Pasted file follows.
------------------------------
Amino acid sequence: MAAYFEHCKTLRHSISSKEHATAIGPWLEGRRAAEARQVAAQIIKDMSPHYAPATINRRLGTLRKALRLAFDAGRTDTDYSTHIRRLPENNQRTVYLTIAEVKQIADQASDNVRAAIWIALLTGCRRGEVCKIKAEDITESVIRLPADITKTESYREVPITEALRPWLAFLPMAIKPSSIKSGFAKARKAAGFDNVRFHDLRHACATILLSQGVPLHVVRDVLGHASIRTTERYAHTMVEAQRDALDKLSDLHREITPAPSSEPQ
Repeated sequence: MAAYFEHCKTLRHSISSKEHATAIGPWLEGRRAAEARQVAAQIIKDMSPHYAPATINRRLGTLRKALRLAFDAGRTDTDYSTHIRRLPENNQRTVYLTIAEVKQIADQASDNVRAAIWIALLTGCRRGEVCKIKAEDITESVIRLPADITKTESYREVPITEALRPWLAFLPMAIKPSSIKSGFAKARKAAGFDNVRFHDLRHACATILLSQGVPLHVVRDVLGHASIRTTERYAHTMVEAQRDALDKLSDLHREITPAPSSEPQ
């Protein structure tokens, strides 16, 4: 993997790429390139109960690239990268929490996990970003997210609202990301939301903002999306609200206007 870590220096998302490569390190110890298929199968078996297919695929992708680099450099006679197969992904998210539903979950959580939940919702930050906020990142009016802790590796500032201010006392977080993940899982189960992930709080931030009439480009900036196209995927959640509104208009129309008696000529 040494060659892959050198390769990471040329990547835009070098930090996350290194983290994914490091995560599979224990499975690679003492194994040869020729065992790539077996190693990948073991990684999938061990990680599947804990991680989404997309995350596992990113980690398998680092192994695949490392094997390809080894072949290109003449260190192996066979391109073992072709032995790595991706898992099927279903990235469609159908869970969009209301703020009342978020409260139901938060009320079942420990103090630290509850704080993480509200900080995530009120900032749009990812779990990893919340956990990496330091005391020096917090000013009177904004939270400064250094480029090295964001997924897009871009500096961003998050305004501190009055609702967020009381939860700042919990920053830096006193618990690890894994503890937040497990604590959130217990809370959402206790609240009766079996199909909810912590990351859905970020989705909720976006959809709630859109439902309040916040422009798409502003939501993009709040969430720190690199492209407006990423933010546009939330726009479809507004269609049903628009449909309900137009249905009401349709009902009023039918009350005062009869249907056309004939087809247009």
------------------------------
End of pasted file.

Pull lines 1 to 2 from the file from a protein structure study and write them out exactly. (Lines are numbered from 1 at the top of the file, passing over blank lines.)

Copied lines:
Amino acid sequence: MAAYFEHCKTLRHSISSKEHATAIGPWLEGRRAAEARQVAAQIIKDMSPHYAPATINRRLGTLRKALRLAFDAGRTDTDYSTHIRRLPENNQRTVYLTIAEVKQIADQASDNVRAAIWIALLTGCRRGEVCKIKAEDITESVIRLPADITKTESYREVPITEALRPWLAFLPMAIKPSSIKSGFAKARKAAGFDNVRFHDLRHACATILLSQGVPLHVVRDVLGHASIRTTERYAHTMVEAQRDALDKLSDLHREITPAPSSEPQ
Repeated sequence: MAAYFEHCKTLRHSISSKEHATAIGPWLEGRRAAEARQVAAQIIKDMSPHYAPATINRRLGTLRKALRLAFDAGRTDTDYSTHIRRLPENNQRTVYLTIAEVKQIADQASDNVRAAIWIALLTGCRRGEVCKIKAEDITESVIRLPADITKTESYREVPITEALRPWLAFLPMAIKPSSIKSGFAKARKAAGFDNVRFHDLRHACATILLSQGVPLHVVRDVLGHASIRTTERYAHTMVEAQRDALDKLSDLHREITPAPSSEPQ